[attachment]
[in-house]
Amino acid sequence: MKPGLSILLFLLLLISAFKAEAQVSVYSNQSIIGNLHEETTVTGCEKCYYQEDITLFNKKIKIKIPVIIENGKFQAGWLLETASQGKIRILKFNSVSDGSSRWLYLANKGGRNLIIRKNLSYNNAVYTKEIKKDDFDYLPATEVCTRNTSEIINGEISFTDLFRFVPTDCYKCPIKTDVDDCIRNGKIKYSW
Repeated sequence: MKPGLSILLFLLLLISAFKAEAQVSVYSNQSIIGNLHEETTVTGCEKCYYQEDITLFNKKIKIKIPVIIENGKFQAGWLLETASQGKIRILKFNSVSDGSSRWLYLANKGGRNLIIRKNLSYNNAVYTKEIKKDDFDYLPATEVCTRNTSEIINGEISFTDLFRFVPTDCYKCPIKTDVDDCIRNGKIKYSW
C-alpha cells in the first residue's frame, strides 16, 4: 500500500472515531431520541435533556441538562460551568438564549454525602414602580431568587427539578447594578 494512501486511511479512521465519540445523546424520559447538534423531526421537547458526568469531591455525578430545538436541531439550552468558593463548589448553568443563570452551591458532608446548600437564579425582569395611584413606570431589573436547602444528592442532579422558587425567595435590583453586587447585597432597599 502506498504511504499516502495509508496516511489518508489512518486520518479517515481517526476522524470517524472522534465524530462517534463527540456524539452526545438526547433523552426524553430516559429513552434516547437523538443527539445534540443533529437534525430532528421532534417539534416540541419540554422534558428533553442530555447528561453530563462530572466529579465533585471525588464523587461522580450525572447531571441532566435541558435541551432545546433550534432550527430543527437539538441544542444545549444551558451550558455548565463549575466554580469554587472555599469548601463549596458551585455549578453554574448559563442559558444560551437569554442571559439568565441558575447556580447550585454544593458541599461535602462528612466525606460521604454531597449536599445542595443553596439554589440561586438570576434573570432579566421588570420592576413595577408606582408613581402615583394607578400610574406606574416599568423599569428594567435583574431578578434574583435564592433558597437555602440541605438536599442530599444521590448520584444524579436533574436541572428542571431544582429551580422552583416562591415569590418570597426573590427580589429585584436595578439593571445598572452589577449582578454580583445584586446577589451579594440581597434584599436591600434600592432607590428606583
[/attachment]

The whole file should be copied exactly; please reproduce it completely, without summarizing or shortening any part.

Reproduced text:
[in-house]
Amino acid sequence: MKPGLSILLFLLLLISAFKAEAQVSVYSNQSIIGNLHEETTVTGCEKCYYQEDITLFNKKIKIKIPVIIENGKFQAGWLLETASQGKIRILKFNSVSDGSSRWLYLANKGGRNLIIRKNLSYNNAVYTKEIKKDDFDYLPATEVCTRNTSEIINGEISFTDLFRFVPTDCYKCPIKTDVDDCIRNGKIKYSW
Repeated sequence: MKPGLSILLFLLLLISAFKAEAQVSVYSNQSIIGNLHEETTVTGCEKCYYQEDITLFNKKIKIKIPVIIENGKFQAGWLLETASQGKIRILKFNSVSDGSSRWLYLANKGGRNLIIRKNLSYNNAVYTKEIKKDDFDYLPATEVCTRNTSEIINGEISFTDLFRFVPTDCYKCPIKTDVDDCIRNGKIKYSW
C-alpha cells in the first residue's frame, strides 16, 4: 500500500472515531431520541435533556441538562460551568438564549454525602414602580431568587427539578447594578 494512501486511511479512521465519540445523546424520559447538534423531526421537547458526568469531591455525578430545538436541531439550552468558593463548589448553568443563570452551591458532608446548600437564579425582569395611584413606570431589573436547602444528592442532579422558587425567595435590583453586587447585597432597599 502506498504511504499516502495509508496516511489518508489512518486520518479517515481517526476522524470517524472522534465524530462517534463527540456524539452526545438526547433523552426524553430516559429513552434516547437523538443527539445534540443533529437534525430532528421532534417539534416540541419540554422534558428533553442530555447528561453530563462530572466529579465533585471525588464523587461522580450525572447531571441532566435541558435541551432545546433550534432550527430543527437539538441544542444545549444551558451550558455548565463549575466554580469554587472555599469548601463549596458551585455549578453554574448559563442559558444560551437569554442571559439568565441558575447556580447550585454544593458541599461535602462528612466525606460521604454531597449536599445542595443553596439554589440561586438570576434573570432579566421588570420592576413595577408606582408613581402615583394607578400610574406606574416599568423599569428594567435583574431578578434574583435564592433558597437555602440541605438536599442530599444521590448520584444524579436533574436541572428542571431544582429551580422552583416562591415569590418570597426573590427580589429585584436595578439593571445598572452589577449582578454580583445584586446577589451579594440581597434584599436591600434600592432607590428606583